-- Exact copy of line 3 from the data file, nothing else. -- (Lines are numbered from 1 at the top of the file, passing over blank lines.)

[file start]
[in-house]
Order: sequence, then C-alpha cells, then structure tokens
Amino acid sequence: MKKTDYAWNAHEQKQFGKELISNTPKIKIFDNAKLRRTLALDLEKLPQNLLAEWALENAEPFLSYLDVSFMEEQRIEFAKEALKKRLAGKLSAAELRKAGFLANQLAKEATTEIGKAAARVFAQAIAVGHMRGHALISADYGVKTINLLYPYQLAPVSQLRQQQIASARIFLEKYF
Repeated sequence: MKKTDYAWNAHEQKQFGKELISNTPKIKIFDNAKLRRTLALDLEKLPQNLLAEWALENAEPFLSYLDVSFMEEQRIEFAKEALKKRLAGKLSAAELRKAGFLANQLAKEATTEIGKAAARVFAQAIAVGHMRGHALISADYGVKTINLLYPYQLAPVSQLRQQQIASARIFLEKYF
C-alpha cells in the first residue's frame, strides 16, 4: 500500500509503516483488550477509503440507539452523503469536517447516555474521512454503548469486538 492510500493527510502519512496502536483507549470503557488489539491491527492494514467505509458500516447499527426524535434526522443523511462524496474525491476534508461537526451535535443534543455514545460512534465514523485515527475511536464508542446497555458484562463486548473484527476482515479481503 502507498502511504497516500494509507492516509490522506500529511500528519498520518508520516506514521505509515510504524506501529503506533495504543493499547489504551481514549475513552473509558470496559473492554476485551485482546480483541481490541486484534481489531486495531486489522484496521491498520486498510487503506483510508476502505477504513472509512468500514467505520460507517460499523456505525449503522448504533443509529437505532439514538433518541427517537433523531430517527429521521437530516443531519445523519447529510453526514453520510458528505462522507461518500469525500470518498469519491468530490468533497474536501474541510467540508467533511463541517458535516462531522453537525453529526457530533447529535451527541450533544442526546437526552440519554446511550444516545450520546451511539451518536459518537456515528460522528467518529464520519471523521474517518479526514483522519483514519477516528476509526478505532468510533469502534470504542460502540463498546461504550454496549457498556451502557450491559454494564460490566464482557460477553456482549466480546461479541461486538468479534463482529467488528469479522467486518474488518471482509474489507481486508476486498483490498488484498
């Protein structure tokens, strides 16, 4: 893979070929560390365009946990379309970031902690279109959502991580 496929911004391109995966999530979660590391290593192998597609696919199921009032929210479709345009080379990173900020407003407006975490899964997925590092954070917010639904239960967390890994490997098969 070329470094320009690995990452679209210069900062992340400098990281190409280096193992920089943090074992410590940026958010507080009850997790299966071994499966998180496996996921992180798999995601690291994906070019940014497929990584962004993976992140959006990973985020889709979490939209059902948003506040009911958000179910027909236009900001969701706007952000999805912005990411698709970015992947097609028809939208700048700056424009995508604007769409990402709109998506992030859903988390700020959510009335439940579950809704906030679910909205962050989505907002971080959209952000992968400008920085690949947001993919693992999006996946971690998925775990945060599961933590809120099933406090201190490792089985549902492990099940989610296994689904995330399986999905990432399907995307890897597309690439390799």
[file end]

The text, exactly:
Amino acid sequence: MKKTDYAWNAHEQKQFGKELISNTPKIKIFDNAKLRRTLALDLEKLPQNLLAEWALENAEPFLSYLDVSFMEEQRIEFAKEALKKRLAGKLSAAELRKAGFLANQLAKEATTEIGKAAARVFAQAIAVGHMRGHALISADYGVKTINLLYPYQLAPVSQLRQQQIASARIFLEKYF